If the supported employee is unable to make this choice, a decision should be made by another person experienced in communicating with the specific employee. This decision should be based on past experiences of using communication supports with this employee in the workplace.
Standard Read booklet
A Standard Read booklet has also been provided for supported employees who do not require Easy Read text. This should be used with supported employees who do not have an intellectual disability and do not require information to be presented in a less complex way for any other reason. This booklet includes medium-sized font, more complex language, no graphics or photography, and more detail about the Quality Assurance process.
Directions for the customisable photographic booklet
The customisable photographic booklet has been designed to allow ADEs to adapt the booklet to reflect their specific employment environment. Throughout the booklet the original Easy Read text has been included, however space has been left for ADEs to insert up to 28 photographs of their own supervisors, supported employees and working environments. This is aimed at making the booklet as specific and relevant as possible for supported employees with an intellectual disability, although the booklet may be used for other groups requiring less complex information. By including photographs of themselves/their friends/work colleagues and working environment, it is hoped that supported employees will be able to understand the Quality Assurance process in a more contextual and complete manner.
Throughout the electronic version of this booklet, space has been left for ADEs to insert customised photographs. This space is outlined by a box. The location and size of this box is a guideline for the location and size of each photograph.
Within each box are written guidelines about what the photograph should contain. Each photograph is identified with a photo number (e.g. “Photo #”). It is important to pay attention to the photo number indicated in the box, as some photographs may be able to be reused more than once in the booklet. When using this booklet ADEs should try to follow these guidelines as closely as possible to maximise the impact, however some small adjustments may need to be made in the context of specific ADEs.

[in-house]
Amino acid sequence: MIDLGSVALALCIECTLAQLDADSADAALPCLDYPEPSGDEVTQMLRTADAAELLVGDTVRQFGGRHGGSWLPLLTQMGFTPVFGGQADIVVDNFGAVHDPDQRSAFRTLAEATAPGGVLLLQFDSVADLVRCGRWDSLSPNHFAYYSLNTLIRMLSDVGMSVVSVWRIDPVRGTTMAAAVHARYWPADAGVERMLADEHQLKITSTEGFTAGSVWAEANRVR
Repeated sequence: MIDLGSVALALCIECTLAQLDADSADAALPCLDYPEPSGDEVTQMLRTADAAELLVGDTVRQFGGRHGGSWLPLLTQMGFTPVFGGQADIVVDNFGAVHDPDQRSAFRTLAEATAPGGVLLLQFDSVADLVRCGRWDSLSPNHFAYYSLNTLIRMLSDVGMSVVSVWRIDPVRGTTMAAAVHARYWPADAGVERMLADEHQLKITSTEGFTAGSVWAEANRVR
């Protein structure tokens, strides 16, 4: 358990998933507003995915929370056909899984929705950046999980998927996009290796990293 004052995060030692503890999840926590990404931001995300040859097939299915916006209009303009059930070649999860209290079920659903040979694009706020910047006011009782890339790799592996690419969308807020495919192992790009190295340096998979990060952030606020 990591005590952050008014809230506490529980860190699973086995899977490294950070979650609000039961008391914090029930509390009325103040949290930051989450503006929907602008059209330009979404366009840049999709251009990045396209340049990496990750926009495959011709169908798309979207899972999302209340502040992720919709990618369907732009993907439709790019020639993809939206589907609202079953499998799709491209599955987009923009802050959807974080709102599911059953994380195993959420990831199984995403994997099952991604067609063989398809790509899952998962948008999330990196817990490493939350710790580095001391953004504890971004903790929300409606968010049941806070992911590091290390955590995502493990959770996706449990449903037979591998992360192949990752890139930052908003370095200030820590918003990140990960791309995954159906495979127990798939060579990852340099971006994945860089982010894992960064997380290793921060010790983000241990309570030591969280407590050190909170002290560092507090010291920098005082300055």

When inserting photographs into the customisable booklet, ADEs should delete the text in each box and replace this with their own photograph.
Please refer to the appendix for a complete list of the required photographs.
Pointers for customisation
When preparing the photographs, the following pointers should be taken into consideration:
To maximise the progression and storyline of the booklet, the following should be considered:
- The impact of the photographs will be maximised if one supported employee from your ADE is featured in all of the pictures requiring a supported employee.
- Similarly, one supervisor and one audit team member should be featured in all the photographs calling for only one supervisor/audit team member.
- Overall, consistency is important. The same supported employee/s, supervisor/s and audit team member/s should be featured throughout the booklet.
The visual presentation and accessibility of the booklet will be maximised if:
- Effort is be made to take photographs that are clear and simple, with the minimal amount of background or foreground distractions.
- The subject of the photograph (e.g. a person, a building) takes up the majority of the space in the frame, with as little background and other features as possible. This can be achieved through careful framing of the photograph and through cropping photographs once they have been taken.
The following technical aspects should also be considered:
- Photographs should be taken in high resolution with a digital camera and inserted into this electronic version of the booklet. This can be done simply by using the “Insert/Picture” command in Microsoft Word.
- Photographs may need to be cropped prior to being inserted into the booklet in order to fit into the allocated space.
- Attention should be paid to the shape of the box when framing and cropping photos.
It is acknowledged that producing 28 customised photographs is a significant undertaking. Below are suggestions for how the required photography could be conveniently achieved in practice:
- ADEs may wish to take photographs of the actual auditing process and team one year and use these to customise the booklet for the following year. This would maximise the realism of the photographs and booklet, as well as provide a situation where the required photographs could easily be taken while the events of the actual audit are taking place.
- ADEs may wish to take the photographs during the ‘role playing’ and ‘mock interviews’ suggested as a possible activity for the preparation stage of the Quality Assurance process. This would provide an appropriate context for taking many of the required photographs, as well as creating context and coherence between supported employees’ different preparations for the audit team’s visit.
- If photographs are taken during the ‘role playing’ or ‘mock interviews’ or photography is undertaken as an activity in and of itself, care should be taken in regard to how the audit team is depicted. ADEs may decide to ask a group of people to pose/act as the audit team. However, those involved in this acting should not be ADE supervisors, so as to minimise confusion for supported employees using the booklet. A request should be made to a person who is not a supervisor or a supported employee to do the required acting.
Providing assistance to supported employees in using the Easy Read booklets